This camp of accusers posits that Iggy's overtly sexual lyrics and onstage twerking antics are demeaning to women. Yes, being forced to use your sexuality in order to make a living can be degrading, but flaunting your sexuality isn't inherently negative. If you enjoy what you're doing, anything can become an art form. Strippers have fascinated Iggy for a long time. She's been sneaking into strip clubs since she was 14, and she learned everything she knows about twerking from the hard-working dancers of Atlanta, where she and her friends would routinely go to strip clubs to hang out and eat chicken wings. Fascinated by the movie Showgirls, she based many of the visuals of her stage show and music videos on the theme of a stripper's struggle and eventual rise to stardom. "For me, visuals are as important as the music," she explained. "I just love escapism and giving people something to escape to. To me, that's what art is."



When Iggy and her crew are onstage twerking, it's empowering. It's clear that Iggy loves her body, which is fabulous but unconventional, and she wants other women to love their bodies, too. She owns her sexuality and she's using it to tell us what she wants—and what she wants is respect, success and cunnilingus. As opposed to a lyric like "Ice Cream Man," in which Nicki Minaj tells us what kind of penis she prefers, and what she plans to do with it, in songs like "Pu$$y" and "Down South," Iggy is letting us know precisely what kind of pleasure she expects to receive, with explicit instructions as to exactly how it should be delivered. She's also telling us girls that if we want something, we need to demand it on our own terms.



In my opinion, Iggy Azalea should be an inspiration to young women and to us all to get off our asses and chase our dreams, no matter how outlandish they might seem. I often compare her to Joan Jett—still a girl power icon after 40 years—who wasn't afraid to go balls to the wall and be exactly who she wanted to be, no matter how outlandish her persona might have seemed at the time. Like Joan, Iggy is pioneering a new template, showing us how to be unapologetic, aggressive and powerful without seeming masculine, and proving that with grit, determination and hard work, anything is possible—and the first step is believing in yourself. As Iggy says, "Conquering your own mind is the biggest challenge of them all."

Thursday, December 11, 2014

Dennis Morris: "The Bollocks"

Are you looking for a great Christmas present for that special Sex Pistols fan in your life? You can't do better than the deluxe artist edition of The Bollocks, an oversized, impeccably printed volume of photos by Dennis Morris, one of history's most venerated rock photographers. I spent the last few months polishing the text of the book, which includes essays by Billy Idol and Shepard Fairey. The edition comes in a stenciled wooden box along with two 18x12" color prints of Johnny Rotten and Sid Vicious, in all their ramshackle glory.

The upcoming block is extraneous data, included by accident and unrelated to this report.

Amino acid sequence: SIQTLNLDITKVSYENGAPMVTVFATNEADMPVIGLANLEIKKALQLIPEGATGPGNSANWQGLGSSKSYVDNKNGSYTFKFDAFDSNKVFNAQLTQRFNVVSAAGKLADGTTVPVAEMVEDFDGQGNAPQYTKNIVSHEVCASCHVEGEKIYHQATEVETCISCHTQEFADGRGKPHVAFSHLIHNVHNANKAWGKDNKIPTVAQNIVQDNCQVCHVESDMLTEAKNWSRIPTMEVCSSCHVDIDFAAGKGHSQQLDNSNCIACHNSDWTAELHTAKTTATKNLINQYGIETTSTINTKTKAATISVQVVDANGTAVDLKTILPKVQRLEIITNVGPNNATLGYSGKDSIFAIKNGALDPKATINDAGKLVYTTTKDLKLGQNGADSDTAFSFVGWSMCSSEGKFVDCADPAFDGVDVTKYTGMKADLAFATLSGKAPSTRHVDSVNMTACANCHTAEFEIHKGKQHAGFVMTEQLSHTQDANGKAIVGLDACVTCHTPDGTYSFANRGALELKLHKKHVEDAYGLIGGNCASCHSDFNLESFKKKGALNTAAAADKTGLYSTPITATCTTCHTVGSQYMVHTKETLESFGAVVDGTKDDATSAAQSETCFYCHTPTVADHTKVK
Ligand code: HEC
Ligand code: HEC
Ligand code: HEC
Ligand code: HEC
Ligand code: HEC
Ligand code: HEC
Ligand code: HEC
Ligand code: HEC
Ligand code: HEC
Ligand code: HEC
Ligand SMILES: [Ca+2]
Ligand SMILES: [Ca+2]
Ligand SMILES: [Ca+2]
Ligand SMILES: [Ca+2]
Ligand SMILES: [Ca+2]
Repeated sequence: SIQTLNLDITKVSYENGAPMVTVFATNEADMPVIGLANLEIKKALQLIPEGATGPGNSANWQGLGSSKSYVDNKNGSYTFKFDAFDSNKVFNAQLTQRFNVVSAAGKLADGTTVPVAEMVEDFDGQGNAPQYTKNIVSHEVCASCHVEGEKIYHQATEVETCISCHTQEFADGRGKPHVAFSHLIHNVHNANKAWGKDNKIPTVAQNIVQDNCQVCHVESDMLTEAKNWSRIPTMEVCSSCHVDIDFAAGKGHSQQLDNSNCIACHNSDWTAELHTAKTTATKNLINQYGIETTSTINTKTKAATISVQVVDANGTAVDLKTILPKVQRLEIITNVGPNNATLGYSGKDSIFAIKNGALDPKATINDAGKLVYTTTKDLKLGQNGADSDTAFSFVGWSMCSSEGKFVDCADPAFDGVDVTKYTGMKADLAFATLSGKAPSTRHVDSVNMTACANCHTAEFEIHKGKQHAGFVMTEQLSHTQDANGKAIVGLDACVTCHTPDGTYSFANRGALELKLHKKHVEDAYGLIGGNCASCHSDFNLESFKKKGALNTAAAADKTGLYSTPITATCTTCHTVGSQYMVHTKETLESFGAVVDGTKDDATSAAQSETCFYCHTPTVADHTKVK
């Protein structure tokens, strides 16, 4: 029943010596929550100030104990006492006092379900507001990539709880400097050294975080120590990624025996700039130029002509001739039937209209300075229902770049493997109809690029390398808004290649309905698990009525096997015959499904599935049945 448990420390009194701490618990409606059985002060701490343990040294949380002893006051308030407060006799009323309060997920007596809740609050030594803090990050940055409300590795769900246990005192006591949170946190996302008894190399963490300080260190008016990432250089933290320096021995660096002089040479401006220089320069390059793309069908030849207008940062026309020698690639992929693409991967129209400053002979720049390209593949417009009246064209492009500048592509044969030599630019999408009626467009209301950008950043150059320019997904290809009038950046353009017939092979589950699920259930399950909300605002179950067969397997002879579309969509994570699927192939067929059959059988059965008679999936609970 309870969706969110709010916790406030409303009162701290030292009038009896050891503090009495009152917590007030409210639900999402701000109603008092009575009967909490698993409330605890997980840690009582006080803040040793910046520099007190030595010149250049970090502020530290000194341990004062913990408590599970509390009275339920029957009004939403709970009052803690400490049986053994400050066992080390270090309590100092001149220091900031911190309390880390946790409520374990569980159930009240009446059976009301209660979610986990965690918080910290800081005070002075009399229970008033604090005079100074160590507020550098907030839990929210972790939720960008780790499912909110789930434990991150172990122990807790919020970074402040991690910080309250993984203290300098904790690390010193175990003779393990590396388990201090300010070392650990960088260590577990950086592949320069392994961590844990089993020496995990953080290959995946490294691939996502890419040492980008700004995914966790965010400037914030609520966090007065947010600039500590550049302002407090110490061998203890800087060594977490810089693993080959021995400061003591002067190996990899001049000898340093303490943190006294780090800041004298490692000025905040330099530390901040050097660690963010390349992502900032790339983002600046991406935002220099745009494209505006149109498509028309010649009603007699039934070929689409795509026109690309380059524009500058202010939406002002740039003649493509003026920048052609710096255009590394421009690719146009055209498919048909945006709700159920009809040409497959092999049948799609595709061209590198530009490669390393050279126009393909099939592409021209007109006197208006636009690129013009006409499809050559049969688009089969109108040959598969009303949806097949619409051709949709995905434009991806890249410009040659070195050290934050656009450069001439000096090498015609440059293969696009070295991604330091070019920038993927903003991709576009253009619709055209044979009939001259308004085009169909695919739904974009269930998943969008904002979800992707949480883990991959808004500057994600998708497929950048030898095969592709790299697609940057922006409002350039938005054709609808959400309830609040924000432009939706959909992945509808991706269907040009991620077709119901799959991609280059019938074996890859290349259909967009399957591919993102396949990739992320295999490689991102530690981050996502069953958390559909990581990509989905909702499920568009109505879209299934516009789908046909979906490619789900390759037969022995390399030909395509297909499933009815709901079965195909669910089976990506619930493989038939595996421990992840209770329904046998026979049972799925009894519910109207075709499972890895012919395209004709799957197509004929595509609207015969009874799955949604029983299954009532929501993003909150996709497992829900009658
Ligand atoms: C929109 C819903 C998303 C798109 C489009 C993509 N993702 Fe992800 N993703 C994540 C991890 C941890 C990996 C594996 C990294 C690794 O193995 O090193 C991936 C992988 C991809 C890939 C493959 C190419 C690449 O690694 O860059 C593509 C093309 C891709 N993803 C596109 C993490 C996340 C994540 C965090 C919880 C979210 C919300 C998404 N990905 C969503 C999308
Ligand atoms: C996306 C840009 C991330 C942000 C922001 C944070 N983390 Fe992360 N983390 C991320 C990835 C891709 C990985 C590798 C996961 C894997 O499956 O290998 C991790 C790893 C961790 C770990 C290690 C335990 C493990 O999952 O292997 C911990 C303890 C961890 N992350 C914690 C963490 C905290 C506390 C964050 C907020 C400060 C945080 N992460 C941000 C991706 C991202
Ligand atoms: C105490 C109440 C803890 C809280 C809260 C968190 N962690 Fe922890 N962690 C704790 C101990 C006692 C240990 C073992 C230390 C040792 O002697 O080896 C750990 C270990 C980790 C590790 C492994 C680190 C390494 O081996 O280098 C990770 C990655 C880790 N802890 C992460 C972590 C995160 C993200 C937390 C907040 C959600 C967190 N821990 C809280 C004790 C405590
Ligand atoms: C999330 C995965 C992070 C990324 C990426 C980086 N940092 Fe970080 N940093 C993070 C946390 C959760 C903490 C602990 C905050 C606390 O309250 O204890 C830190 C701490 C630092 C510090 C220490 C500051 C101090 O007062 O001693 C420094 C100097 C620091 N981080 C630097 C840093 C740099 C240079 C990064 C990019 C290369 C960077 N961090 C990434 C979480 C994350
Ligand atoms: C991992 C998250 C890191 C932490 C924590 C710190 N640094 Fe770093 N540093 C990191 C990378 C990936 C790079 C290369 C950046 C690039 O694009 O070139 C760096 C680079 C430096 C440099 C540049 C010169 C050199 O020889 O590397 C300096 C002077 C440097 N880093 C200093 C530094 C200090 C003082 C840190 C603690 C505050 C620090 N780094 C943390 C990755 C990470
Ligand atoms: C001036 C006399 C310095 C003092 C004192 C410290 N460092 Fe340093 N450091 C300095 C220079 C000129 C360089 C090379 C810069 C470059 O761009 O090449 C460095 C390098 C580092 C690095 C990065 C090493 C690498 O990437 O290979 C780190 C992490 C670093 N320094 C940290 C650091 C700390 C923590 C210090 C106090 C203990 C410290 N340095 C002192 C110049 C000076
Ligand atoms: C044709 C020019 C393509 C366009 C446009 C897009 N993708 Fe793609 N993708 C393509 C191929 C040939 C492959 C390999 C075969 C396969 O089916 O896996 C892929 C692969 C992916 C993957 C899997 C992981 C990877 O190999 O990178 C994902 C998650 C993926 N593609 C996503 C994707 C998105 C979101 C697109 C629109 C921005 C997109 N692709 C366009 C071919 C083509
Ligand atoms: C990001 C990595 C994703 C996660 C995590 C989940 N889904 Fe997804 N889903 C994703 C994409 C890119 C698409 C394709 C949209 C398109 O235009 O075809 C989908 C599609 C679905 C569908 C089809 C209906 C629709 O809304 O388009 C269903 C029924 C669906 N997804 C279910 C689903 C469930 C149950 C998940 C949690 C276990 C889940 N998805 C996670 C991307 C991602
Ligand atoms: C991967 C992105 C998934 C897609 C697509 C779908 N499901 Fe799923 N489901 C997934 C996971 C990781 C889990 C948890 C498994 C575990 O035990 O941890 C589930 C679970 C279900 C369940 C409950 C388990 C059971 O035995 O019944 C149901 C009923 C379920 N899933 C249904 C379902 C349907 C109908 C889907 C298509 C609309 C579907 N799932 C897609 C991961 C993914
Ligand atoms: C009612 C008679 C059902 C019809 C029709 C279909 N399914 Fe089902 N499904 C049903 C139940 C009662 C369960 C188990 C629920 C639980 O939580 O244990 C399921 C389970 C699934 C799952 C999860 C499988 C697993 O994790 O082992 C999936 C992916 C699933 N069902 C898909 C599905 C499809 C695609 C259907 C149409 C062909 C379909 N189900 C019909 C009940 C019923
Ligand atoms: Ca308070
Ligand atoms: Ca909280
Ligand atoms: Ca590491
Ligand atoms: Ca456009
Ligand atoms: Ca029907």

Sunday, December 7, 2014

Edwin Ushiro Book Signing!

If you haven't yet run into Edwin and had him sign your copy of our new book, Gathering Whispers, you'll definitely want to come by Giant Robot next Saturday, December 13th and have yours inscribed. Ed will also be giving a little talk, and the Post-It Show will have just opened for its "second drop," so a fun time will be had by all, regardless!



Tuesday, December 2, 2014

Room to Read is changing lives, and you can too!

Just thought I'd drop by to let you know that if you make a donation to Room to Read in the next two days, your contribution will be tripled. I donate to the Cambodia Girls' Education project, but you can pick a literacy project of your choice in 10 different countries!


Sunday, October 5, 2014

Edwin Ushiro's New Book!

If you're a fan of the incomparable Edwin Ushiro, you'll want to get a signed copy of his new monograph, "Gathering Whispers," from Zero+ Publishing before their introductory offer runs out! I assure you that you will not be disappointed in the scope or quality of this deluxe edition, which contains an in-depth introduction written by me.



Edwin Ushiro: Gathering Whispers is a haunting monograph that explores the work of Edwin Ushiro, whose atmospheric paintings recapture the ecstasy, wonder and dread that illuminated and shadowed the endless summer days of his childhood in Hawaii. With an introduction by Giant Robot founder and curator Eric Nakamura and an essay by yours truly (Amanda Erlanson) that delves into the cultural, historical and personal backdrop of Ushiro’s vision, and featuring 71 impeccably reproduced color plates, this deluxe volume provides a wealth of insight into the ethereal world of a gifted and enigmatic artist.







Andrew Hem, slinging paint from Culver City to Colombia!

Last but not least, I wanted to share with you a small but evocative mural Andrew recently completed in his hometown, Culver City. You can find it on Fay at Washington, if you're in the neighborhood. Like many of his paintings, "Jacuzzi" celebrates Andrew's love of Yakuza-style body art and graffiti fonts, as well as the wild beauty of nature.



Stay tuned for a mural in another hemisphere — in Bogotá, Colombia, to be precise — when Andrew travels there for his four-day moleskine landscape painting lecture, later this month!




"The Night Watchers" by Andrew Hem, now haunting Lexington, Kentucky!

For Lexington, Kentucky's PRHBTN Festival last week, Transylvania University professors Kurt Gohde and Kremena Todorova invited Andrew Hem to paint a mural at 139 W. Short Street. His spooky "The Night Watchers" comes just in time for Halloween! Photos courtesy of Kurt & Kremena, Mark Cornelison (for the Lexington Herald-Leader), Paul M. Hooper and the PRHBTN Festival.